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Science | Dictionary | Astronomy Terms

Astronomy terms are used to describe the various phenomena in space. In this section you can learn what every astronomy term means and how it helps us to better understand the cosmos.

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Astrogeology

Astrogeology, the science that applies the principles of geology to the study of solid bodies of the solar system other than the earth.


 Chronology

Chronology, the science of measuring time. Chronology divides time into regular divisions or periods, and assigns events their proper place and sequence by giving them dates. Some striking event or change is chosen as the starting point in measuring ... See more »

 Chronometer

Chronometer, a timepiece that is exceptionally accurate. Traditionally, the term refers to the marine chronometer, a rugged mechanical instrument used at sea to keep time for navigational purposes. By measuring the position of a celestial body (with ... See more »

 Cosmogony

Cosmogony, the study of the origin and development of the universe as a whole and of the individual bodies that compose it. Since cosmogony attempts to deal with creation, cosmogonies of the past have been a part of religion or mythology. Modern cosm ... See more »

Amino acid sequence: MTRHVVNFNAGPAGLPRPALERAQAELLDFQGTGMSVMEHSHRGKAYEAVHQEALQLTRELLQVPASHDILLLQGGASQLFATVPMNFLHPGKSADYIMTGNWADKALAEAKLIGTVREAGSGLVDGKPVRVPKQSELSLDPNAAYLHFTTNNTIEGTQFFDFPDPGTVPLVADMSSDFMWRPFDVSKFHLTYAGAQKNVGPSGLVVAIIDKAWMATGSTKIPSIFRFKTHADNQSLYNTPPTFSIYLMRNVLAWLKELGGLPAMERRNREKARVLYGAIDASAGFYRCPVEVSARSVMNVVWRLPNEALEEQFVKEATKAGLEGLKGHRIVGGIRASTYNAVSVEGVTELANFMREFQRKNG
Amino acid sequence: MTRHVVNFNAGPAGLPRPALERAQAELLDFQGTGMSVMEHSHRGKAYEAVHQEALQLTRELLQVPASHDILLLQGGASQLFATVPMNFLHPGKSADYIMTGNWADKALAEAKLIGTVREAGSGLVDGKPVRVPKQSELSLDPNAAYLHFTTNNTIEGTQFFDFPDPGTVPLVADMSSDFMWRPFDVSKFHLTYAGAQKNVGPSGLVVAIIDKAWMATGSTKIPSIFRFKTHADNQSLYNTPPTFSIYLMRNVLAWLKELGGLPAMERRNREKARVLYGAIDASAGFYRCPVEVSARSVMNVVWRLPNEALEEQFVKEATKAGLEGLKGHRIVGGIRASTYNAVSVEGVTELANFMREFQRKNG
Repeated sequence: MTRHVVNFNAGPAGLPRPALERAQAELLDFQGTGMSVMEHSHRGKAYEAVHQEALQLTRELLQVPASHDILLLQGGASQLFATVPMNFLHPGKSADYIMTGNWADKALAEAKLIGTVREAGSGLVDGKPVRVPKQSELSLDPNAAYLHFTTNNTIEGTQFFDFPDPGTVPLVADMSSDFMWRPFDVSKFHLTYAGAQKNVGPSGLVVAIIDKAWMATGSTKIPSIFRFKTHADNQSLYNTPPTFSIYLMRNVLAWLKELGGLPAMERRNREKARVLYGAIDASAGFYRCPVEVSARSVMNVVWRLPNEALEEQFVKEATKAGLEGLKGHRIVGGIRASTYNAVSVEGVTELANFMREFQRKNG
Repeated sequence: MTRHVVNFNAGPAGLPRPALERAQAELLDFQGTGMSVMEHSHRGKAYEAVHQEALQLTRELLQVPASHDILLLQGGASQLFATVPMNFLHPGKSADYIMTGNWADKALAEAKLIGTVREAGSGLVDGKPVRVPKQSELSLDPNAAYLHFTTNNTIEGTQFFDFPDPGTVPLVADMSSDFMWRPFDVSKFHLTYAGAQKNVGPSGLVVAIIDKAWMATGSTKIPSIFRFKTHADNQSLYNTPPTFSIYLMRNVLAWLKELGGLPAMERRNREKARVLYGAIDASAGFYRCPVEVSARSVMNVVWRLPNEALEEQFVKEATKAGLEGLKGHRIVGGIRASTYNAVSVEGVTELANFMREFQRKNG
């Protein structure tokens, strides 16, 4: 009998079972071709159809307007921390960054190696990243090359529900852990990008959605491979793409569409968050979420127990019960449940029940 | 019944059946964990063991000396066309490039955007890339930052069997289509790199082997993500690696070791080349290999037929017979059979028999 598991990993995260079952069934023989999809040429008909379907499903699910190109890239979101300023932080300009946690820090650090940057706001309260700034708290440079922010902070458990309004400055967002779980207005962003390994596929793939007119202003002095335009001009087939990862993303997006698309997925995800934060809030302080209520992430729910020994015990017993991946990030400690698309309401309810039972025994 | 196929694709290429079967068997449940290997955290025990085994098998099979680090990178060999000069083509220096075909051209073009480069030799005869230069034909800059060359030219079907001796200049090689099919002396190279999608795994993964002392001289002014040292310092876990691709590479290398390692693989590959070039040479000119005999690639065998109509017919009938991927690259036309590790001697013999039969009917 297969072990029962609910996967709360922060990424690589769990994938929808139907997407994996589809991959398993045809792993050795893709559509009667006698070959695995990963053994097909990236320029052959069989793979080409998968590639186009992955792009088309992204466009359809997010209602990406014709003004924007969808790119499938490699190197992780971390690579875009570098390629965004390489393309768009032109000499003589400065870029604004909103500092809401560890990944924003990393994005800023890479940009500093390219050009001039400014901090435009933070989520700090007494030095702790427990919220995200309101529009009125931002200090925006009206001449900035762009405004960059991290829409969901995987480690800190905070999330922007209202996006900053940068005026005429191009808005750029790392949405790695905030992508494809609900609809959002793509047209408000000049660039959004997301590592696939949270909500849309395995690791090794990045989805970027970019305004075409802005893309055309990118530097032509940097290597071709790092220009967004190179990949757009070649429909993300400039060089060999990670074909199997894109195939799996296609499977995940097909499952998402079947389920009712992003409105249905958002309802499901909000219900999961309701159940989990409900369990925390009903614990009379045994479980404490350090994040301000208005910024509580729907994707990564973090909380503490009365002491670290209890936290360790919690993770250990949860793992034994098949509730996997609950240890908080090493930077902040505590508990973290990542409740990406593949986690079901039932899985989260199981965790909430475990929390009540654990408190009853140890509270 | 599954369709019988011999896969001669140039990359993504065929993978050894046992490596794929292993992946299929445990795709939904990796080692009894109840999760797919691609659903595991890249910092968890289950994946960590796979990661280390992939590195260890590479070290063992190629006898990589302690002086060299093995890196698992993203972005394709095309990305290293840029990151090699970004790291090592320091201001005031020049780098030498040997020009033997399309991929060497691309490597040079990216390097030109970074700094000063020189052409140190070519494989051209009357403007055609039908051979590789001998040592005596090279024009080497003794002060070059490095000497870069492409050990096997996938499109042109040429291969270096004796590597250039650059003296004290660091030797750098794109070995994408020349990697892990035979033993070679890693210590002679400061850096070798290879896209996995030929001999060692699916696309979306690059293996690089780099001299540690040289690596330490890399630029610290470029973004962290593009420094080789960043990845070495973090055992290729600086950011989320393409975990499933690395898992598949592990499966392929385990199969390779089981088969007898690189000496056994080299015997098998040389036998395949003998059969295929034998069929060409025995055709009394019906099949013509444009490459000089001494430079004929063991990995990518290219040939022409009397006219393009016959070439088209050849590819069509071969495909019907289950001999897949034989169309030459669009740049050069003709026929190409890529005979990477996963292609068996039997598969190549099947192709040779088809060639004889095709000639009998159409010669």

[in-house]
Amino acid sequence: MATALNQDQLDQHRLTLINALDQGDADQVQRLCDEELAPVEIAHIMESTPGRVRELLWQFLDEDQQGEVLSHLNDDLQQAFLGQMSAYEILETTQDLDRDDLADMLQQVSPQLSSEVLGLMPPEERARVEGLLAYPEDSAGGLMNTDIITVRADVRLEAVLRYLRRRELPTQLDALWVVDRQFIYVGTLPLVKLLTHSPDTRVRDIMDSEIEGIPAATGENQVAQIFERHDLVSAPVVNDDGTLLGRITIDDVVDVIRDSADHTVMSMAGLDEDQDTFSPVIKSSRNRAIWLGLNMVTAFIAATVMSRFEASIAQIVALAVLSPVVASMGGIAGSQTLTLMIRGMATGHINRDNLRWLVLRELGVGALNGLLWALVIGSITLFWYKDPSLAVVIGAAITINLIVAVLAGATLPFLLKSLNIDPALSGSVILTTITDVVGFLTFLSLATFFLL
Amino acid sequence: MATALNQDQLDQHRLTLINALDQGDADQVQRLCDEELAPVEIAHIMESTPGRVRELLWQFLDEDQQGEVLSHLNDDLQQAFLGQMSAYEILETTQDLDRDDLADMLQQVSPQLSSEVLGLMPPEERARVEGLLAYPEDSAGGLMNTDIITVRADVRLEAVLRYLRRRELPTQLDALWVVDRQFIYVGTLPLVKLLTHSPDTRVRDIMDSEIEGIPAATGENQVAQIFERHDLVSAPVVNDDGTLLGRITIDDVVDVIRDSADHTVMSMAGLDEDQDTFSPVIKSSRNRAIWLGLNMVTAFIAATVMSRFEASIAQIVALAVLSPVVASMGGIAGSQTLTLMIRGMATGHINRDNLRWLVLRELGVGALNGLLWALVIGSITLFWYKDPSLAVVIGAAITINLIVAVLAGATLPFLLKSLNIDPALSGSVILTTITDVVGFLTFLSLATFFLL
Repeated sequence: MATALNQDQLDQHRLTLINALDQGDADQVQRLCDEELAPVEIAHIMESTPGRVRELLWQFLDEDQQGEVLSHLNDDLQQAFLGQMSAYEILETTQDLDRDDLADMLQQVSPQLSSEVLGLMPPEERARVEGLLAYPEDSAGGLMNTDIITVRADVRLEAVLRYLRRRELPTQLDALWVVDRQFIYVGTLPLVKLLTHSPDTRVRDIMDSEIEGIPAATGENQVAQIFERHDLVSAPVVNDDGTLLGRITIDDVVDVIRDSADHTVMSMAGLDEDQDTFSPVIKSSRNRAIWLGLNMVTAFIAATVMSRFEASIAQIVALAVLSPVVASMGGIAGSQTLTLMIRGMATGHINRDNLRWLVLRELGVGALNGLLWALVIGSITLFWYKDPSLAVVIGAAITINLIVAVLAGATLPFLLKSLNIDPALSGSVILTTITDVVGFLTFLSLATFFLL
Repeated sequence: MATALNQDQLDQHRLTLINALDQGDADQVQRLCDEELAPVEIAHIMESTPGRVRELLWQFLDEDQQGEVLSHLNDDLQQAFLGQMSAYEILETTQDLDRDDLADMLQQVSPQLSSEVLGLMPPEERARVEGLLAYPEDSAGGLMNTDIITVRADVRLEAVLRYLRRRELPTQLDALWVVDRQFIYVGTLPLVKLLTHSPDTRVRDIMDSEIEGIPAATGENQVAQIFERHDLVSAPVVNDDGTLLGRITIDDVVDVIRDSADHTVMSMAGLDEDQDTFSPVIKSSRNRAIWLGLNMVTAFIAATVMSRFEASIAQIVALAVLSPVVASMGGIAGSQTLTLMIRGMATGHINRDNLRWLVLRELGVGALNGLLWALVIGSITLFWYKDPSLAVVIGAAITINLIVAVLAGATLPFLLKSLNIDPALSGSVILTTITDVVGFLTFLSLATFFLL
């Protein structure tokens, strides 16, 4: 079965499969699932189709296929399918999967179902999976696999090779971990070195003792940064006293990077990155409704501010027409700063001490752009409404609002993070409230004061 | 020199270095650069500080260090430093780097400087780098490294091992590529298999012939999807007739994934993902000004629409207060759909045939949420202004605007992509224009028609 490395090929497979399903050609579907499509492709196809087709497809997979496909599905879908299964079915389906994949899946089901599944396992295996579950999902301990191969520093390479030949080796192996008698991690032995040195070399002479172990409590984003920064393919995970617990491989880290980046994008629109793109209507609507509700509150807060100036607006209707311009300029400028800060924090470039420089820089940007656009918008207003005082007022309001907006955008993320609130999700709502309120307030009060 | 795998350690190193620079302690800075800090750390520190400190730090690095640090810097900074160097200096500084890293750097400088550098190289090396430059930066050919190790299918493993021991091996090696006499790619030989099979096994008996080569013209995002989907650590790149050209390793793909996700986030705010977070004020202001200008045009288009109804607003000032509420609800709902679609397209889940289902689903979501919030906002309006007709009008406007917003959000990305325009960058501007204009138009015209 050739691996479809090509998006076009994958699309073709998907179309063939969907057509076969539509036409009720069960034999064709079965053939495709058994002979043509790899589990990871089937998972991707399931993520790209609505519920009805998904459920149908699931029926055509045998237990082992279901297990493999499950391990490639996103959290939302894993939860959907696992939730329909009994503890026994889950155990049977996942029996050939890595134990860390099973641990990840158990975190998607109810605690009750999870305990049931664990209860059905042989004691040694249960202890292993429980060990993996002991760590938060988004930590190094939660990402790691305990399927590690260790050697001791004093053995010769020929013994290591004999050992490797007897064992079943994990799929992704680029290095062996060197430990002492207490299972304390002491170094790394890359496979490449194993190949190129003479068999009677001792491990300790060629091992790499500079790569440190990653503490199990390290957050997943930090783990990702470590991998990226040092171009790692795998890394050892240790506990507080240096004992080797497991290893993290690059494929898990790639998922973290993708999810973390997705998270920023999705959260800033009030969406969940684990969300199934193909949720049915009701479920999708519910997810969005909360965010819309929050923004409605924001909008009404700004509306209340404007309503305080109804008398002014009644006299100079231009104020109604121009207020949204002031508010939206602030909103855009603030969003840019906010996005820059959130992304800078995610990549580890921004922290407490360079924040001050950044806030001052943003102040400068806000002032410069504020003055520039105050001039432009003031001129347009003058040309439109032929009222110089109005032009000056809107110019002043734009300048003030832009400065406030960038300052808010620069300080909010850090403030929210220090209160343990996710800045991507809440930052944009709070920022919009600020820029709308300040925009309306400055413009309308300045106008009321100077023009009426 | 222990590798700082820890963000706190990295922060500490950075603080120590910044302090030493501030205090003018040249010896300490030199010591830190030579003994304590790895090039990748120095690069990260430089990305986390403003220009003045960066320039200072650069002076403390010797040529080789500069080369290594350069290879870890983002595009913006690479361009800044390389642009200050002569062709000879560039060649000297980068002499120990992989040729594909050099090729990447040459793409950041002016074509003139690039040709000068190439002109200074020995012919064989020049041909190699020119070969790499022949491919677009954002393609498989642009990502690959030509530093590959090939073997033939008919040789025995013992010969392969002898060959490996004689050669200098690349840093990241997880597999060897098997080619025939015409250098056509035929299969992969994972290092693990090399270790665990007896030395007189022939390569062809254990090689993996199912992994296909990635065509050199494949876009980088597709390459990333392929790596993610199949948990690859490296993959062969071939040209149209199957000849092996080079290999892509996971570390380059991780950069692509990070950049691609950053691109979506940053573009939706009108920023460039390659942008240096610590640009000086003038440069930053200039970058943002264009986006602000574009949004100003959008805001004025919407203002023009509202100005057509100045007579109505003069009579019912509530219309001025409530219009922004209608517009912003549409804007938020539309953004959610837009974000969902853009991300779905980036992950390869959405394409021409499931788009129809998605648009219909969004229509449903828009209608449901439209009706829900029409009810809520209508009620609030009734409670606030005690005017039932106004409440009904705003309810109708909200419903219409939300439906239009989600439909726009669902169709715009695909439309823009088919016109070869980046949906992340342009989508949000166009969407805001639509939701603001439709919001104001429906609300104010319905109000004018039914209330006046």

Cosmology

Cosmology, the study of the universe. It is both a scientific subject and a philosophical one. See more »

 Day

Day, in astronomy, the average length of time between successive noons. Noon is defined as the instant when the sun is highest in the sky. Since apparent motion of the sun is caused by the rotation of the earth, a day is therefore the length of time ... See more »

 Double Star

Double Star, a pair of closely-spaced stars that to the unaided eye usually appear as a single star. The pair is called an optical double if the two stars seem to be close together only because of their alignment as seen from earth. A true double sta ... See more »

 Ecliptic

Ecliptic, the apparent annual path of the sun among the stars. The sun appears to follow a path through the stars because the earth revolves around the sun. The apparent motion of the sun along the ecliptic each day amounts to about one degree (about ... See more »